The information on this consumer protection page explains all of this, so I won't repeat here.
They also tell you how to opt out of these offers in the future. If there is no need for your daughter to receive all of these credit solicitations, it might be worth it to consider opting out of future offers.

Credit Fraud and Identity Theft are serious problems, so it is best to be proactive and stay on top of things. If she maintains a good credit rating and protects her identity, she will not have any problem securing credit at some future time when she may need it.

5 moms found this helpful


answers from Washington DC on

First off it would help to know how old your daughter is. If she's a minor? You need to have her credit report pulled and review it for any accounts. She should NOT have ANY accounts as a minor.

If you "freeze" her credit, you are restricting access to her credit report. It does not stop anything. It just restricts access.Freezing your credit will NOT stop the "pre-approved" offers you MIGHT get in the mail.

You can call the credit bureaus:

Equifax — 1-800-349-9960
Experian — 1‑888‑397‑3742
TransUnion — 1-888-909-8872

Keep in mind, there is a charge to do this. Typically $10.

You MIGHT want to consider a FRAUD ALERT - this is a avenue that will allow you to protect your credit for up to 90 days. For me? since my data was involved in the OPM hack, I have a seven year protection on my credit. If anyone reviews my credit or a credit card is applied for, I am notified. Credit monitoring services can do this for you too.

I wish you luck.

5 moms found this helpful


answers from Chicago on

I put a freeze on my kids credit reports years ago so that no credit or search can be done without my knowledge. When my oldest turn 20, I will remove it. These pre approved forms do have the name and a reservation number or code but when you go in, you still have to enter all of your info. It doesn't automatically give a card. Credit card companies are really loosening up and sending out preapproval letters again and probably got your daughter's name from some list.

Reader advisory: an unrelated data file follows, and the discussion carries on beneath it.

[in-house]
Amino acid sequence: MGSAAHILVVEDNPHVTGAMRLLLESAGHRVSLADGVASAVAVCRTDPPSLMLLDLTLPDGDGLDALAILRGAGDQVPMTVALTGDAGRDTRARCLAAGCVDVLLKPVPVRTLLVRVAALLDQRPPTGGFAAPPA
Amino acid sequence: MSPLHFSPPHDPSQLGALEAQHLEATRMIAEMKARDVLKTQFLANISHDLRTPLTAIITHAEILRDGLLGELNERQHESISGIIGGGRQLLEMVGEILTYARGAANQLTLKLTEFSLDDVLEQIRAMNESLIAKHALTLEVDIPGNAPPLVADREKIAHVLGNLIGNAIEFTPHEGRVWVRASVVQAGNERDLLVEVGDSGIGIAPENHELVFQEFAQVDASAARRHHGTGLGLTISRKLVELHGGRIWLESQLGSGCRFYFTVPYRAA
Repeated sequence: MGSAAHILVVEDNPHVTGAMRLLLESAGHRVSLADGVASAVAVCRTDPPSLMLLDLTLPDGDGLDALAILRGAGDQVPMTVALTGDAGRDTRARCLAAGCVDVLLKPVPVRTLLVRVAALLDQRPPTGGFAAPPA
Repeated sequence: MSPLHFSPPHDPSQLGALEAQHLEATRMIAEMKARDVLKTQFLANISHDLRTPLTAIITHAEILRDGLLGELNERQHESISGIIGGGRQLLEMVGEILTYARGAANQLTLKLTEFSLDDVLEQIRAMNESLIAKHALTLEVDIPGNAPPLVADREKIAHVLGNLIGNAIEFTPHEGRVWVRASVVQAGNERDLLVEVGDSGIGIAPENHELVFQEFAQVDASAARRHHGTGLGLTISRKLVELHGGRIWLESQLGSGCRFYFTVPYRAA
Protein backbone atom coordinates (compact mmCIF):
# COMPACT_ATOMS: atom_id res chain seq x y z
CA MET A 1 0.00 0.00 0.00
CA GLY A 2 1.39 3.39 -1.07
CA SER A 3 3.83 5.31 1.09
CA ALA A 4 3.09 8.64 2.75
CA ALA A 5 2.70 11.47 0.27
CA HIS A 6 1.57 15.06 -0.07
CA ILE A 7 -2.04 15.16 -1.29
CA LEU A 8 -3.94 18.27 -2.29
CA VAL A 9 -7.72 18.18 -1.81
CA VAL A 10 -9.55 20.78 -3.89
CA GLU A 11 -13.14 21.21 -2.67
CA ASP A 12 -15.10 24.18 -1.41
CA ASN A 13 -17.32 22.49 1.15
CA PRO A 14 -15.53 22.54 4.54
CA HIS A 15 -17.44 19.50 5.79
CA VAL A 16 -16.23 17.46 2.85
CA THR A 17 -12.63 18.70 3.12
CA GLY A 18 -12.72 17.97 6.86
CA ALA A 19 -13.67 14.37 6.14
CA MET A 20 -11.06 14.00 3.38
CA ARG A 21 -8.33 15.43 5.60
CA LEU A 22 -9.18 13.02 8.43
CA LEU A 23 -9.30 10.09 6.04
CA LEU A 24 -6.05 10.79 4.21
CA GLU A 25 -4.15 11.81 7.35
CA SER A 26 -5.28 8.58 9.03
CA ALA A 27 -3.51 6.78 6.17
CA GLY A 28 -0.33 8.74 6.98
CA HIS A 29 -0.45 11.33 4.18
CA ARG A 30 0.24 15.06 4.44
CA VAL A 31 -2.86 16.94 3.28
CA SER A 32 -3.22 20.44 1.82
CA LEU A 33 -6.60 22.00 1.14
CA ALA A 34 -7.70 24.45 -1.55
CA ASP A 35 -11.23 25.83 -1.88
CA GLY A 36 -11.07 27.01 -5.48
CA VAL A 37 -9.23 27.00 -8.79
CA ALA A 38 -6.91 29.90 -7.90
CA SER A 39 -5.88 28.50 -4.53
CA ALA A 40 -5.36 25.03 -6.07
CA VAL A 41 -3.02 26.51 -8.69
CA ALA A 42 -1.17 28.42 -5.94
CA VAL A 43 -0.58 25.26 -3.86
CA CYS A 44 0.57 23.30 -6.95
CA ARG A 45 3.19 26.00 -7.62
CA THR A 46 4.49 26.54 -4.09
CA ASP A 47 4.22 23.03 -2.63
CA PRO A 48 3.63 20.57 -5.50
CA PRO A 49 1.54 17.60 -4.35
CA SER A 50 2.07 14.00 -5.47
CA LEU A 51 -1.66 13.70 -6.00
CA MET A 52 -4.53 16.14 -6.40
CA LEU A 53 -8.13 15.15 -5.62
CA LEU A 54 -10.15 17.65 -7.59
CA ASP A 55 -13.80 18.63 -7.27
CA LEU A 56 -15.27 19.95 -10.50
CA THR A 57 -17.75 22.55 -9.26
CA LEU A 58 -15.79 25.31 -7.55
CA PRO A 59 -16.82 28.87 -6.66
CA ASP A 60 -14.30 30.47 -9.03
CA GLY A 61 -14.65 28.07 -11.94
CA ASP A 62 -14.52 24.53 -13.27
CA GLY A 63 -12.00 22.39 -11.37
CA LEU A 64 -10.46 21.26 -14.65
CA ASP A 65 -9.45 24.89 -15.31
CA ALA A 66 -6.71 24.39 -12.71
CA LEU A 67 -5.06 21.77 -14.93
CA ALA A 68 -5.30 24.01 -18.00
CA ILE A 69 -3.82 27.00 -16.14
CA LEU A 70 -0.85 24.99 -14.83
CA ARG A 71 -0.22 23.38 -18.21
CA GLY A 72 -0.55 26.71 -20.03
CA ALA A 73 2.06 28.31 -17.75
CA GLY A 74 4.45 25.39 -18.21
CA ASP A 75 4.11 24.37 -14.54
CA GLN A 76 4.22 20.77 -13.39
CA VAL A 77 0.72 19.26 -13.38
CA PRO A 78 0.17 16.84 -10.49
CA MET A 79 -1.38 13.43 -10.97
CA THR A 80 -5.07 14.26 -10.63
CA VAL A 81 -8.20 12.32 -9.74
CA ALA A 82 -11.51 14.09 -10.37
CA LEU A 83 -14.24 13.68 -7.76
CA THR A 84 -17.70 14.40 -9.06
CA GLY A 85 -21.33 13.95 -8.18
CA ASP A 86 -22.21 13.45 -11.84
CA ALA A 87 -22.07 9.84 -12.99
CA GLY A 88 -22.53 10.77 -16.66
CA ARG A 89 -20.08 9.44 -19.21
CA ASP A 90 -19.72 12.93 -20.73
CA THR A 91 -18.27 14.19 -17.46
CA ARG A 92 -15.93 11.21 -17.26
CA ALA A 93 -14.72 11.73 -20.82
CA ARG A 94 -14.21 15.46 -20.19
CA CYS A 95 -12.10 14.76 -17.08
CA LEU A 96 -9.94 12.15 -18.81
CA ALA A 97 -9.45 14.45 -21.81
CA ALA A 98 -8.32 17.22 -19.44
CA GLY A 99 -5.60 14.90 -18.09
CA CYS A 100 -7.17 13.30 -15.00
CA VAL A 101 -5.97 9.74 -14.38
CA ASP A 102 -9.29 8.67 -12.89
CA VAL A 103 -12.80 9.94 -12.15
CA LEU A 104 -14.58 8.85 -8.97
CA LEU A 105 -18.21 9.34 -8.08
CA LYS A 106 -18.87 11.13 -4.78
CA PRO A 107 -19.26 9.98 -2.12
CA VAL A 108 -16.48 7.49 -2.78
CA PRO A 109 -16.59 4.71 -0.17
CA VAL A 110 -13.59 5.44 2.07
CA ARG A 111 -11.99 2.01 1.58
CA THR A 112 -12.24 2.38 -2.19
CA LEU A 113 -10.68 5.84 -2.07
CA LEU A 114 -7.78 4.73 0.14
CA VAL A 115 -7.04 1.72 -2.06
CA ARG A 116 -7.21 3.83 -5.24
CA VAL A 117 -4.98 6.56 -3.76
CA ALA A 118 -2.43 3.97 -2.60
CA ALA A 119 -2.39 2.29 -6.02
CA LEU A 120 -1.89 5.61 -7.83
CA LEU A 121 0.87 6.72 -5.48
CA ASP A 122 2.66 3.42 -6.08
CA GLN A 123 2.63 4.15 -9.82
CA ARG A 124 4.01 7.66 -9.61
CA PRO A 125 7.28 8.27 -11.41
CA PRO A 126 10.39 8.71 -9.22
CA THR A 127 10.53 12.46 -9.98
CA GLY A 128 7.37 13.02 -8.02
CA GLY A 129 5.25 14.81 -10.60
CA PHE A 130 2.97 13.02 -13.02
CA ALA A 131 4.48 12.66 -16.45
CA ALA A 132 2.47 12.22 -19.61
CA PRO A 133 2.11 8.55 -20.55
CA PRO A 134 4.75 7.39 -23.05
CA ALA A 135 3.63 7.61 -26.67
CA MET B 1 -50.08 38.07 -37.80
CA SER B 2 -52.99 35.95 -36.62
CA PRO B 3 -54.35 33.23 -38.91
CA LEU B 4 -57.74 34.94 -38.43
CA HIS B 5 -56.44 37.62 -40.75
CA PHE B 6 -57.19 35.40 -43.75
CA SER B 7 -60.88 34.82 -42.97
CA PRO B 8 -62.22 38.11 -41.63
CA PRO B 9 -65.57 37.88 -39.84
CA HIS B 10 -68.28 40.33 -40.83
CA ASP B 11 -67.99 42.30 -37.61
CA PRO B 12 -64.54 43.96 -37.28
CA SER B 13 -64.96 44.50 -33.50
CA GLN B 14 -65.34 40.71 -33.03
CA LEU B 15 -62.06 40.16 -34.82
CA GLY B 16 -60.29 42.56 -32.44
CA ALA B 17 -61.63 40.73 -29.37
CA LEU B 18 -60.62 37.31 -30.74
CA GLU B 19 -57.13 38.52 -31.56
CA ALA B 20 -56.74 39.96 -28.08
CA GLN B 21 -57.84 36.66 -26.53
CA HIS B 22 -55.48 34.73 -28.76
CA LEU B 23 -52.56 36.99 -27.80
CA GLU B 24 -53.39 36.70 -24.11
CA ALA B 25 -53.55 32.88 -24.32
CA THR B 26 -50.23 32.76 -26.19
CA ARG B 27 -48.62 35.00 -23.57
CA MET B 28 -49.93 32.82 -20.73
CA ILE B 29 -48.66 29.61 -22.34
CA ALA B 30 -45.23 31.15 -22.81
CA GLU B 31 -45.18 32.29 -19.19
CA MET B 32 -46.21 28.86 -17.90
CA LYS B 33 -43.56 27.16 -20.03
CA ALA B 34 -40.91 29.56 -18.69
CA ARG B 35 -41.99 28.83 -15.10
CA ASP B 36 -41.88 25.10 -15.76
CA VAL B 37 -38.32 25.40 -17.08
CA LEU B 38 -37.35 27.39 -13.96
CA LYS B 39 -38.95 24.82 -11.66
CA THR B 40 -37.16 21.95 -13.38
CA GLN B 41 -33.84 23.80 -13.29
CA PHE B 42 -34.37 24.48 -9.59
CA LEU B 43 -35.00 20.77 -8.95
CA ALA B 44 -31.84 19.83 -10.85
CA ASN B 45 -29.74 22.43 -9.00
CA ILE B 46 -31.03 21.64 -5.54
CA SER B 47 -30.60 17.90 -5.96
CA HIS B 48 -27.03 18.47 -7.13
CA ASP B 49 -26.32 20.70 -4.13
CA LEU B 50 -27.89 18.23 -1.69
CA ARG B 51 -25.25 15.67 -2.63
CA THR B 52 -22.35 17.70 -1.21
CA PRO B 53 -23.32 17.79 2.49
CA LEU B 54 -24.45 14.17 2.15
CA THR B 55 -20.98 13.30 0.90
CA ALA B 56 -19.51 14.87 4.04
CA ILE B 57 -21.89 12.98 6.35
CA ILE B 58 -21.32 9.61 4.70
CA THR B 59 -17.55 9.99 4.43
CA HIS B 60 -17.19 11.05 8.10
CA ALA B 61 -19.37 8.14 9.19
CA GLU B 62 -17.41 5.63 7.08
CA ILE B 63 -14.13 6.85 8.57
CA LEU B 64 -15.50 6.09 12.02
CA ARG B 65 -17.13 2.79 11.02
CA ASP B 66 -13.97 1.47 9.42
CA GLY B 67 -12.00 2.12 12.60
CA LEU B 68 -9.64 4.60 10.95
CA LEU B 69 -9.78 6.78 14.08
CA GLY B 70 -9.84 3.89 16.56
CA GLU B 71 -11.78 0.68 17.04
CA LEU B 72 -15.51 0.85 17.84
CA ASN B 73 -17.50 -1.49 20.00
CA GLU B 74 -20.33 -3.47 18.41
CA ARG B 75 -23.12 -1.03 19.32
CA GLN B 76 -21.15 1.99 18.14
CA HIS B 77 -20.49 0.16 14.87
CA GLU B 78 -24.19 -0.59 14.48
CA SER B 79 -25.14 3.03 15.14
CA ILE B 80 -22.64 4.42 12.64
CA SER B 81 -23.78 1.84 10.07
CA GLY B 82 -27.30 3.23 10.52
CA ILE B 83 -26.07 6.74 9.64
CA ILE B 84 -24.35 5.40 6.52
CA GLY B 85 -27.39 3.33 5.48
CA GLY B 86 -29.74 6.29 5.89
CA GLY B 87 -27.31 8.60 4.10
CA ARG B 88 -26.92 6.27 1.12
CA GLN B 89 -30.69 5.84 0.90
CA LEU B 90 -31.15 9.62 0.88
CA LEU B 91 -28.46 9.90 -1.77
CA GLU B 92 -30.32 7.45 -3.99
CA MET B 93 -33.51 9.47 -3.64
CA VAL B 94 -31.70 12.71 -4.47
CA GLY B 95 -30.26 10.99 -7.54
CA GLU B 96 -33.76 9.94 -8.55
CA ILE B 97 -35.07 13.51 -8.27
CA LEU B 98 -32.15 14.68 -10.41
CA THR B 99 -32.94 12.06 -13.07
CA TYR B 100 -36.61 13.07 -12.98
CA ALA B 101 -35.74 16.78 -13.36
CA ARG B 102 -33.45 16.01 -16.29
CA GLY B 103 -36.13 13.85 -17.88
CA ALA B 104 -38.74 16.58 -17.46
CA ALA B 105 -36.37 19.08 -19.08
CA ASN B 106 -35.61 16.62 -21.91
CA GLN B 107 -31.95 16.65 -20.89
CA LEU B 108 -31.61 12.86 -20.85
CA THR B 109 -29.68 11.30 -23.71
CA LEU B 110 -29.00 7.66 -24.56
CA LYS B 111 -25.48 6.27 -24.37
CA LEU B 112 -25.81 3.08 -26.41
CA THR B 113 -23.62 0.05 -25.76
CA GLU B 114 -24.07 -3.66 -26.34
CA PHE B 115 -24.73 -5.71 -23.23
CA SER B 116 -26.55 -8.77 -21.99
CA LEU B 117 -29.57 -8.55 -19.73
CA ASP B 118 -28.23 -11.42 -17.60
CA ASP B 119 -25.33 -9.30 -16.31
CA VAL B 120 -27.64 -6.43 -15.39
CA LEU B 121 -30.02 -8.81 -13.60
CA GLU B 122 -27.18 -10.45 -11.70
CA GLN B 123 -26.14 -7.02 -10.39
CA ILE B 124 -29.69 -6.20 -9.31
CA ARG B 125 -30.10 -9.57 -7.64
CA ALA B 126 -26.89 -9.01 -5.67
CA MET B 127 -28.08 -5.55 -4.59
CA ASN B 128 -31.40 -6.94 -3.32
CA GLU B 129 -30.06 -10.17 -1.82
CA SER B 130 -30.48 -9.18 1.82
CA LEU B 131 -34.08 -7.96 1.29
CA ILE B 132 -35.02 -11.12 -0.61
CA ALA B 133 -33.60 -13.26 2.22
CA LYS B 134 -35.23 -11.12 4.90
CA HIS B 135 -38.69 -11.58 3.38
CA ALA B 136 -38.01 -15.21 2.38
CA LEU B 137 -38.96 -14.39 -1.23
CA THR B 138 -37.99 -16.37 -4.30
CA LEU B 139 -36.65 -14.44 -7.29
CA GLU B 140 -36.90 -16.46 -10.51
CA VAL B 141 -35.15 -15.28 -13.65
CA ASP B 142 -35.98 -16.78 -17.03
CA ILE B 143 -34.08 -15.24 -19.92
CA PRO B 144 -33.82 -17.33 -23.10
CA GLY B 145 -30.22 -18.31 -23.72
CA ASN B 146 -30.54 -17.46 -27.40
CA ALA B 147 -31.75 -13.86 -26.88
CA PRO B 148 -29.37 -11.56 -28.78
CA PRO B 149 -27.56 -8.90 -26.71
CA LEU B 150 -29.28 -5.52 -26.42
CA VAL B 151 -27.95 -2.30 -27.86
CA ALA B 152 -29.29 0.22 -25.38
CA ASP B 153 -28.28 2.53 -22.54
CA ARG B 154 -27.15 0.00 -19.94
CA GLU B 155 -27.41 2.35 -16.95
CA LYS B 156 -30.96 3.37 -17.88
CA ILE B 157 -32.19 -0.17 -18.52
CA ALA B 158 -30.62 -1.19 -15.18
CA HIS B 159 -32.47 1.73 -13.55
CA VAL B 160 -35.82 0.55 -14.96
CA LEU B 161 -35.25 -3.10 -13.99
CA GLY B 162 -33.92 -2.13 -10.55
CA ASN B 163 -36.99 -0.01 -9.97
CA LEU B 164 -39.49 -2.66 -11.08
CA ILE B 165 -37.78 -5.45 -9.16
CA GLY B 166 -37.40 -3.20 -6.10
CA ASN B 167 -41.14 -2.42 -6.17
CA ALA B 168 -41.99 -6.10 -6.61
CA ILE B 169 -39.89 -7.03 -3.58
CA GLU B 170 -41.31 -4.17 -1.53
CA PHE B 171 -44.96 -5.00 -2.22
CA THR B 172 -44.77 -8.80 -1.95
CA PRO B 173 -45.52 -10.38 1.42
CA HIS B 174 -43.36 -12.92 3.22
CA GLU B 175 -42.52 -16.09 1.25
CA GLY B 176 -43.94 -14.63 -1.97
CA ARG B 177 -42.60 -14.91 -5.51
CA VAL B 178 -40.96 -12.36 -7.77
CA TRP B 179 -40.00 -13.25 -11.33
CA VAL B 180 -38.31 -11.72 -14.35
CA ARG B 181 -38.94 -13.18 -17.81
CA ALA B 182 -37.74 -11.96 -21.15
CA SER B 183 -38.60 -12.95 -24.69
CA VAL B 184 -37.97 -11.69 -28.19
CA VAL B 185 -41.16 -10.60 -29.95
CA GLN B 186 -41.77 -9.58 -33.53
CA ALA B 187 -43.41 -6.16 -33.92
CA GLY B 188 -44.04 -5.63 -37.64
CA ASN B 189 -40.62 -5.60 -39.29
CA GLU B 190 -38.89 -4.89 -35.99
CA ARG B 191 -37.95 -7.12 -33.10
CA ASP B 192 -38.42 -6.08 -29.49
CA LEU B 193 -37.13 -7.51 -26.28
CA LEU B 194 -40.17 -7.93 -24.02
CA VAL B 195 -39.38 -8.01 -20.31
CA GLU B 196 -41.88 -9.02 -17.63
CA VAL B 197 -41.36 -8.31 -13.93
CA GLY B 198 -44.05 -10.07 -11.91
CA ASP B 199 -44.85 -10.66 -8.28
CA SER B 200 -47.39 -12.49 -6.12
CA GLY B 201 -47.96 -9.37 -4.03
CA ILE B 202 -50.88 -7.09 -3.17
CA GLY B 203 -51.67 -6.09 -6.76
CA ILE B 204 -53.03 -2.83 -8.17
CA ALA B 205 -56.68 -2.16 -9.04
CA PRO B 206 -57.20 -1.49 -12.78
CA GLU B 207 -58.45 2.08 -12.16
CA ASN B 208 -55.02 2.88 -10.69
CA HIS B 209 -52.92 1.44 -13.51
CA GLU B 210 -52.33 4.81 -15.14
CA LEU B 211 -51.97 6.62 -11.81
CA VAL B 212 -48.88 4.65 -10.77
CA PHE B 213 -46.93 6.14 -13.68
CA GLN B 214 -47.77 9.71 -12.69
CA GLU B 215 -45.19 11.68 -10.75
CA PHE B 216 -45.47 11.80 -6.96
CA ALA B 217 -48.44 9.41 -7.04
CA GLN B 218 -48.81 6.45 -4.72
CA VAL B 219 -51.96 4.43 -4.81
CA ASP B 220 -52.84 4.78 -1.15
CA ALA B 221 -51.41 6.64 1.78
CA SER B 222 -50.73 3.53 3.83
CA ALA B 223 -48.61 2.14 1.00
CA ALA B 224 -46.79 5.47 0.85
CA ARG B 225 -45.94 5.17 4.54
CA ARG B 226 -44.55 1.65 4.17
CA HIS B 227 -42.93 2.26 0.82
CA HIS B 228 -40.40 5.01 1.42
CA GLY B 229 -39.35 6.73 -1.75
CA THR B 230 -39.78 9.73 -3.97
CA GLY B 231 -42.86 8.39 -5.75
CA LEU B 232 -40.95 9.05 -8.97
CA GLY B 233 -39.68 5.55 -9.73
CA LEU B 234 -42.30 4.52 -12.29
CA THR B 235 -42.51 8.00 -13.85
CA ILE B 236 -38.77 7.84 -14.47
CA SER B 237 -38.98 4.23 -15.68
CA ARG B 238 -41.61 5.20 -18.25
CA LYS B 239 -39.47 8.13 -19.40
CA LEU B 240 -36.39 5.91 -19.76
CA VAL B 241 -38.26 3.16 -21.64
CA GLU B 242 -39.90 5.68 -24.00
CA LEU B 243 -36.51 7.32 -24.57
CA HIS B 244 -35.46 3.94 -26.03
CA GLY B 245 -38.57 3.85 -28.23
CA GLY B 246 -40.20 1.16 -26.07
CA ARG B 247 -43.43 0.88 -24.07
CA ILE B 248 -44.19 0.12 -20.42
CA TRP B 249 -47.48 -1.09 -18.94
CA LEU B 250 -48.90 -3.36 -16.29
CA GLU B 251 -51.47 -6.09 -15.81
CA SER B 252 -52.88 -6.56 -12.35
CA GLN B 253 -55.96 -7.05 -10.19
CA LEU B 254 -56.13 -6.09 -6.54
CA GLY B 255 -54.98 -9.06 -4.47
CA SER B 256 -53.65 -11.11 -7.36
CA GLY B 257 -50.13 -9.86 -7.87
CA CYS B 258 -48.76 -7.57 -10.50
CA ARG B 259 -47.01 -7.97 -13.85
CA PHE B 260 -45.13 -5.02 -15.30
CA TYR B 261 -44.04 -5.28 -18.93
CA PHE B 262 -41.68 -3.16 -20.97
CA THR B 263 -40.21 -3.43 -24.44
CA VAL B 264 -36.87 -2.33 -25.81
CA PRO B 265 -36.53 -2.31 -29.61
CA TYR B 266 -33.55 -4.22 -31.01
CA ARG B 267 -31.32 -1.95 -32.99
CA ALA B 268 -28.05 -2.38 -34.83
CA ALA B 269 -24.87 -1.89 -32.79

4 moms found this helpful


answers from Portland on

Your daughter can ask the Credit Reporting Agencies to notify her before giving out her information.

Most people are honest and will not ask for approval under your daughter's name. I also know that responding to such offers by using another's name will not work. They will check out the personal information given when someone applies. Also getting that offer does not mean you will be approved even tho they say it's preapproved. The bank will check her credit report before actually approving the card. I know because when I've responded to such offers, I was not approved. The preapproved letters are an advertising gimmick.

Your daughter can call one of the credit reporting agencies to ask. I believe this will not be a problem. She can also call the bank and ask them if she can apply even tho she doesn't have the letter.

4 moms found this helpful


answers from Chicago on

I would get in the habit of ordering her credit report, one from each credit agency, transunion, experian and equifax, every year. Since there are 3 agencies and you can order one a year from each for free, order one every 4 months. You should do this for all family members and it should just be a regular thing for the rest of your lives. Also, there is a 50/50 chance that something funny isn't going on.

3 moms found this helpful


answers from San Francisco on

Nah, don't worry about it. I've gotten many of those pre-approved offers, and accepted some of them. The other person would have to apply using your daughter's info, SS#, etc., and they don't know it. I don't think you need to start perusing your credit reports over this, unless you have the time and really want to.

1 mom found this helpful


answers from Peoria on

You can get a free credit report through the free one per year. That will tell you what's on there. As for the application, shred it! Good luck!

1 mom found this helpful